April 23 2014 Latest news:
Monday, November 19, 2012
Chris Ashton did not hold back in his criticism of England after they crashed to a 20-14 defeat to Australia.
Yesterday’s Twickenham result dealt a severe blow to England’s hopes of being top seeds for the 2015 Rugby World Cup when the draw is made in London on December 3.
Ashton is thankful the tournament on home soil is still three years away because England need that time to sharpen their cutting edge.
England hung in as Australia dominated the first hour and Stuart Lancaster’s men then bossed the final quarter - but they could not convert any of that pressure into points.
On four occasions, the first being with 22 minutes left in the match, captain Chris Robshaw opted not kick penalties at goal in search of a try that did not come.
“I think we cost ourselves the game. We had enough possession in their 22 and we just didn’t take our chances,” Ashton said.
“I think the right decisions were made from those penalties (to go for touch or quick taps). I thought we had them but we just couldn’t find that finishing pass.
“Toby Flood tried to find me through the back and if the pass had gone to hand I would have been through a hole. And then Thomas Waldrom dropped the ball over the line.
“You have to take your chances. Our attack was better (than it was in last weekend’s 54-12 win over Fiji) but we are lacking that clinical edge.
“We put ourselves in a position to win that game and that was the frustrating thing.”
Ashton’s frustration on the field was evident - particularly when Manu Tuilagi ignored him on the overlap and ran straight into two defenders.
Tuilagi had done something similar to Charlie Sharples at the end of the first half but got away with it when he had just managed to score in the corner.
England and Leicester are working hard to develop Tuilagi’s skill-set and distribution, but on yesterday’s evidence the midfield strongman remains worryingly one-dimensional.
“Manu is a strong lad and he always gets over the gainline so his first instinct is to do that,” Ashton said.
“Hopefully the more I can play outside him the more he will get used to it, then he will recognise the difference between running and passing.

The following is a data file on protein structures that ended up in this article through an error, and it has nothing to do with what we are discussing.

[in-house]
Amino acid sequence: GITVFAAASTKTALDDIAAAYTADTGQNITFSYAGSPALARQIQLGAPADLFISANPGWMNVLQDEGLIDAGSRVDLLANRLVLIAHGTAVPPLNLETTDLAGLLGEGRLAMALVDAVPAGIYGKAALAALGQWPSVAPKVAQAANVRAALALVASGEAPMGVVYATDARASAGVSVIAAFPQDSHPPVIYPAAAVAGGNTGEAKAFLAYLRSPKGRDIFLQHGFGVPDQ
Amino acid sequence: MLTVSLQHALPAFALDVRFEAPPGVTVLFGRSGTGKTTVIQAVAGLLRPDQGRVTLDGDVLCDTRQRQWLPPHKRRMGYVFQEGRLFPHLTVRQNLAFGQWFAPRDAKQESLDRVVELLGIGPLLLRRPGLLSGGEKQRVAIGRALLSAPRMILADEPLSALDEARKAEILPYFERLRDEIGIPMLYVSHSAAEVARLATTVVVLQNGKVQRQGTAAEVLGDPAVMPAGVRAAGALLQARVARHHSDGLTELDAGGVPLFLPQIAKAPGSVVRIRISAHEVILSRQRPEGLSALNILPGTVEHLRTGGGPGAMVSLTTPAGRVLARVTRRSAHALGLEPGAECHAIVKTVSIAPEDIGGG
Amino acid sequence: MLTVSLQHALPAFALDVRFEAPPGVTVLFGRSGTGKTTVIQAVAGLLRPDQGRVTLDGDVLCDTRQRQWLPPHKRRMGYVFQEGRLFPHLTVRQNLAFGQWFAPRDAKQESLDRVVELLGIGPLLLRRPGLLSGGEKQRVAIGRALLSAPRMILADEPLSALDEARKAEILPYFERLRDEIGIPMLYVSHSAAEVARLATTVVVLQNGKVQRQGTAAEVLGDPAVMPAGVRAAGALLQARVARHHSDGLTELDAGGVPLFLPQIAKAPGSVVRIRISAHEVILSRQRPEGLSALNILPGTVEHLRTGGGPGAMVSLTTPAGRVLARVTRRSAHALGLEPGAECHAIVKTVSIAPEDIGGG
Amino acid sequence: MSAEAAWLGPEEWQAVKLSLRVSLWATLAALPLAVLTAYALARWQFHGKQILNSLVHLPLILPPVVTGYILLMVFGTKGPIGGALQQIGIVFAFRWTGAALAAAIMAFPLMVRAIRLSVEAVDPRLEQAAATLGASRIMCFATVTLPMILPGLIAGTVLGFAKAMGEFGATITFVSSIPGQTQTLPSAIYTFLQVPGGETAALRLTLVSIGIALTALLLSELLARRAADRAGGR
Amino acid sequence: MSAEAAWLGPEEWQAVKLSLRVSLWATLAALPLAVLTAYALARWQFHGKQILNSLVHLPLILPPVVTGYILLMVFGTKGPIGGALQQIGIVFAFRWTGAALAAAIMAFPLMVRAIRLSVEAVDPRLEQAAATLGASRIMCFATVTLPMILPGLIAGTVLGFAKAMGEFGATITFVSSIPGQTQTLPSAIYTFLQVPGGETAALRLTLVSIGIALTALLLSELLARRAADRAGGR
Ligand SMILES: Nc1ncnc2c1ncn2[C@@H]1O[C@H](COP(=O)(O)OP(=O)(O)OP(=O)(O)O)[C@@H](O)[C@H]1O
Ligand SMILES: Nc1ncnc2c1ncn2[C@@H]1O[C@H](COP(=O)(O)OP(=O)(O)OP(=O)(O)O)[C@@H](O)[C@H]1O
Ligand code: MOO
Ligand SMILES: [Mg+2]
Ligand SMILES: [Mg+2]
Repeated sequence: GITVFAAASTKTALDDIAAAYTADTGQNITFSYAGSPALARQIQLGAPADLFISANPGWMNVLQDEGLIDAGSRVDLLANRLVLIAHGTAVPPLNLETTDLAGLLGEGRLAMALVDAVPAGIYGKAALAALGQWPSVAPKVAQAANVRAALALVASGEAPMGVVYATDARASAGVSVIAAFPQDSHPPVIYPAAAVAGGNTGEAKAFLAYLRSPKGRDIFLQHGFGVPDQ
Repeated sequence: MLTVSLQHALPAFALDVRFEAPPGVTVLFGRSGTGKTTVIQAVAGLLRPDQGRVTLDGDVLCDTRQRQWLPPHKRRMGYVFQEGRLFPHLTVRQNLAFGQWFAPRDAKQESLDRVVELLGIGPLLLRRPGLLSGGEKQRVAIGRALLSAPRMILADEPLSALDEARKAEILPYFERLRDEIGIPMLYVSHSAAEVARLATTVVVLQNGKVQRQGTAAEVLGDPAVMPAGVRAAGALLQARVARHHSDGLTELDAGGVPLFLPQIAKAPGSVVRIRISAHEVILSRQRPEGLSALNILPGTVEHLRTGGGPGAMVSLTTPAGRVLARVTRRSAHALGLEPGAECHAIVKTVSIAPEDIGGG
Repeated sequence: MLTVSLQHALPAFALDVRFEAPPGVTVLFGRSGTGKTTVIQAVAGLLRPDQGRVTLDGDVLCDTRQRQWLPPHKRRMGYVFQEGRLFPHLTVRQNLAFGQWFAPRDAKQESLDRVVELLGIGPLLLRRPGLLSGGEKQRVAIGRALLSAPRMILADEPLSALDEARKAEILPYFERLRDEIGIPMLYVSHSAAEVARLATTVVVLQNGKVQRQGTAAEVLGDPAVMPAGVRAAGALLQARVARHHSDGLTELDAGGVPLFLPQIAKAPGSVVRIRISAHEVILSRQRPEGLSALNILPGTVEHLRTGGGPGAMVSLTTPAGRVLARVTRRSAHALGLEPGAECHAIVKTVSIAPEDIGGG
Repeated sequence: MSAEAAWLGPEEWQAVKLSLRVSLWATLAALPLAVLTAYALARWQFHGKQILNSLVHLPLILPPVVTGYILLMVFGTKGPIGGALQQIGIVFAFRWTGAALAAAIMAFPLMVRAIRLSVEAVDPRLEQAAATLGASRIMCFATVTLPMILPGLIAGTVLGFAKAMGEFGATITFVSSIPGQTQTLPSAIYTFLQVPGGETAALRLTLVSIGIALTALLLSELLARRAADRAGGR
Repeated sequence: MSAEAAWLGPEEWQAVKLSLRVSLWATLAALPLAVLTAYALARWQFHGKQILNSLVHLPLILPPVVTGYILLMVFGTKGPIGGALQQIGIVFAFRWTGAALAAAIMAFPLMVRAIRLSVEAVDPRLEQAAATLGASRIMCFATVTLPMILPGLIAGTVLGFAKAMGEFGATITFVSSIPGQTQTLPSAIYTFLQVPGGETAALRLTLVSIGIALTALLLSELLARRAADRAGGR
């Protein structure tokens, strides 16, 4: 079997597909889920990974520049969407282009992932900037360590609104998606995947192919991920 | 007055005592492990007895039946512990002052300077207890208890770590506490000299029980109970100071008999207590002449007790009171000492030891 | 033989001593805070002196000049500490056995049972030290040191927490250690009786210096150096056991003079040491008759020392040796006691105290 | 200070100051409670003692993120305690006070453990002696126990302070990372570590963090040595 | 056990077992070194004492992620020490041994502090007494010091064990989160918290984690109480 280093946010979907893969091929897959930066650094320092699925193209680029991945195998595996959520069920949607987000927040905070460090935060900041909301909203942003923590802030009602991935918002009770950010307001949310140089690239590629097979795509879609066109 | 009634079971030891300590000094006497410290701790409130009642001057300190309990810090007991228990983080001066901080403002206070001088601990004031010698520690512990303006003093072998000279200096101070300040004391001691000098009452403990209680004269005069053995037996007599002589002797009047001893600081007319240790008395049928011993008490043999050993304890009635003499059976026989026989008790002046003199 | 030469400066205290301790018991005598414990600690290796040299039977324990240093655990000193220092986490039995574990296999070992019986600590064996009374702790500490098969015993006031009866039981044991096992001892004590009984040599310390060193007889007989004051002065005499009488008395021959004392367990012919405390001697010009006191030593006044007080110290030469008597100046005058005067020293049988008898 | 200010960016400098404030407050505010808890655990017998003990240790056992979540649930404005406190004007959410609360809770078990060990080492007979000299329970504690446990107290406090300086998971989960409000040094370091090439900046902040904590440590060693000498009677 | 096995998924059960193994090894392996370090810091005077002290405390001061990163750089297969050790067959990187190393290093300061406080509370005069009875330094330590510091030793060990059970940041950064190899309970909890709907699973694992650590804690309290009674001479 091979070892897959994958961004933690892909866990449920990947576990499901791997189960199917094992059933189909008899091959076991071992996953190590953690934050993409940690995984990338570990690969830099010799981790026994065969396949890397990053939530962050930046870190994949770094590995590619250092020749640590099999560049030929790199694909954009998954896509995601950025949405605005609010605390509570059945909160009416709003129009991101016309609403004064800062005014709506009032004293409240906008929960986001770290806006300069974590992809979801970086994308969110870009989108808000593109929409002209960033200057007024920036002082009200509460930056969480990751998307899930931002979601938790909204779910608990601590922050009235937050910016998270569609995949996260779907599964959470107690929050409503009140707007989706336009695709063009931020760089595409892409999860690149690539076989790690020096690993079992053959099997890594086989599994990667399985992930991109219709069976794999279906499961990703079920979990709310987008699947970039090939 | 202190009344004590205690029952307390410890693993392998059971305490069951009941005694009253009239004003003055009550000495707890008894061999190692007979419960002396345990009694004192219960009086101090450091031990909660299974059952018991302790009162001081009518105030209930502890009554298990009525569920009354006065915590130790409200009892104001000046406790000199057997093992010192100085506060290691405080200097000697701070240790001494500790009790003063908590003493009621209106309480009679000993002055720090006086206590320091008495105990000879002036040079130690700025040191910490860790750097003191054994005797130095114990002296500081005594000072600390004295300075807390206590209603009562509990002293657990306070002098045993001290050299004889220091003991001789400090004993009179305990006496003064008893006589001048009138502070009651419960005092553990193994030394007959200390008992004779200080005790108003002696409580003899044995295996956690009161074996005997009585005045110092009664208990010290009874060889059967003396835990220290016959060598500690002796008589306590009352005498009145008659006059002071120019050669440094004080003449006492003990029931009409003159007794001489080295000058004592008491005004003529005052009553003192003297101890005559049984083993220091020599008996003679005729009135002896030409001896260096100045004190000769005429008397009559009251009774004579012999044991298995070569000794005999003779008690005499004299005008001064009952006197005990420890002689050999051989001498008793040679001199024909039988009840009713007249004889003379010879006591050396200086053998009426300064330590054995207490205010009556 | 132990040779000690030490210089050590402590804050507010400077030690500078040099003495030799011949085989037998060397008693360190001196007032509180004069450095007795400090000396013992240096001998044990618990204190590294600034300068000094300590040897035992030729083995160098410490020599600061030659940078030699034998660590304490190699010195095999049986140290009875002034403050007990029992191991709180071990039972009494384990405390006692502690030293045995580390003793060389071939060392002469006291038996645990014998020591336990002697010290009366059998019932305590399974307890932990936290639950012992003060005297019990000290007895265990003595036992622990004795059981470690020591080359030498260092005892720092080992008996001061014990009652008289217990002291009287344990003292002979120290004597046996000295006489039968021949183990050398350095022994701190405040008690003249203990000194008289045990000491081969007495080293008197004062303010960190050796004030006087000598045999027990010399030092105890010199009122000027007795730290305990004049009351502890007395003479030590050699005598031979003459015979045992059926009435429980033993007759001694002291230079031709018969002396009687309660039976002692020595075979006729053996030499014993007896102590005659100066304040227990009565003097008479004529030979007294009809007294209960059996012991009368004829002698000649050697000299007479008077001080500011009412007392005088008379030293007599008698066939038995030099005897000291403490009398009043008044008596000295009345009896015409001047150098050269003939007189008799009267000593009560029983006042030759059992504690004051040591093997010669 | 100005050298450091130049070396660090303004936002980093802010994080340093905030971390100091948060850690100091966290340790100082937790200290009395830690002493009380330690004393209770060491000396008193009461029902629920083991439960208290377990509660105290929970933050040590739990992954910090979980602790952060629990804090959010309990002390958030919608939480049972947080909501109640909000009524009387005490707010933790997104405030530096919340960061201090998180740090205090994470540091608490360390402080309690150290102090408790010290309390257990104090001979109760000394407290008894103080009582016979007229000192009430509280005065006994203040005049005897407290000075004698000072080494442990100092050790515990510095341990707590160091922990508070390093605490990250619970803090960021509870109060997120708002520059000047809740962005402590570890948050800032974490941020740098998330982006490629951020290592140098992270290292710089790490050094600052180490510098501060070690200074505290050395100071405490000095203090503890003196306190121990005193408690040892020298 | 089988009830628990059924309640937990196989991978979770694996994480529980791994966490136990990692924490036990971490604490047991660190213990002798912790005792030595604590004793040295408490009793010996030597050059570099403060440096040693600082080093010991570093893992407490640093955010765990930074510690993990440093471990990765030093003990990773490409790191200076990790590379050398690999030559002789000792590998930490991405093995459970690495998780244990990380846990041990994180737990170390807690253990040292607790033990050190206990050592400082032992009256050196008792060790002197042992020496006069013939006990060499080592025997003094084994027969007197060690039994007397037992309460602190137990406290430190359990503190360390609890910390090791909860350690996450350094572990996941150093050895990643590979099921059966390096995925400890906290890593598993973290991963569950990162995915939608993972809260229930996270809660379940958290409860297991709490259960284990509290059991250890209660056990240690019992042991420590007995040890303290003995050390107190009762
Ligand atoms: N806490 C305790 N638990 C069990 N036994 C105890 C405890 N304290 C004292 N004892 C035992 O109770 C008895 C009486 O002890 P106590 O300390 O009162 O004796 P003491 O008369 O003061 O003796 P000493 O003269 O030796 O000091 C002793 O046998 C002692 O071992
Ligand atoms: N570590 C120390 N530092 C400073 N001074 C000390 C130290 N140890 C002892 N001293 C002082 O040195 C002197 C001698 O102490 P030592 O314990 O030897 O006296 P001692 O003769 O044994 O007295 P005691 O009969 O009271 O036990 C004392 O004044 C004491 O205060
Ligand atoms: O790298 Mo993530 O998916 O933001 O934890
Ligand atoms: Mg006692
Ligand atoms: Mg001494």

“I thought there was a lot of space out there but it is just us getting to that space and finding the right hole.
“That is the frustrating thing - when you can see it unfolding in front of you and it just breaks down. A bad pass or we end up giving the penalty away.”
Tuilagi’s try came minutes after Nick Cummins had scored his first for Australia and it gave England a 14-11 half-time lead against the run of play.
Australia were the smarter attacking side with the variety offered by Kurtley Beale and Berrick Barnes a lesson to England about how to use twin playmakers at fly-half and full-back.
The Wallabies edged the scrum battle until Joe Marler was replaced by Mako Vunipola and, in openside flanker Michael Hooper - whose father was born in Kent - they had the man of the match.
There was some debate about whether Tuilagi had actually managed to ground the ball on the whitewash as he stretched for the line but the try was given by television official Jim Yuille, who had a busy day.
Yuille was asked to adjudicate on potential tries from Wallaby prop Ben Alexander, where the pictures were inconclusive, and later from Waldrom, where they were not. Both were ruled no try.
Australia turned the screw after the interval with Barnes kicking three penalties in quick succession and it was only when England introduced Joe Launchbury, Tom Wood and Vunipola from the bench that Lancaster’s men built any consistent pressure.
“The intention is to bring as much energy as possible off the bench but it wasn’t enough. We felt like they were going to crack any minute but we couldn’t finish them off,” Wood said.
“It does feel like a missed opportunity.”
England only have six days until South Africa arrive at Twickenham. The weekend after that it is world champions New Zealand.
Wood insists England must draw inspiration from the Wallabies, who responded to a 33-6 defeat in France to regain the Cook Cup at Twickenham.
“Australia have set a precedent that when things go wrong and you are written off, that is they way to bounce back and that is what we must try and do,” Wood said.
“The right things were said after the game about being harder on ourselves and not letting chances like that slip. It is about when you get a chance at international level - nail it.
“It will be a huge physical challenge next week. We have to get our head around that and face them head on, go after them and bring the fight to them.”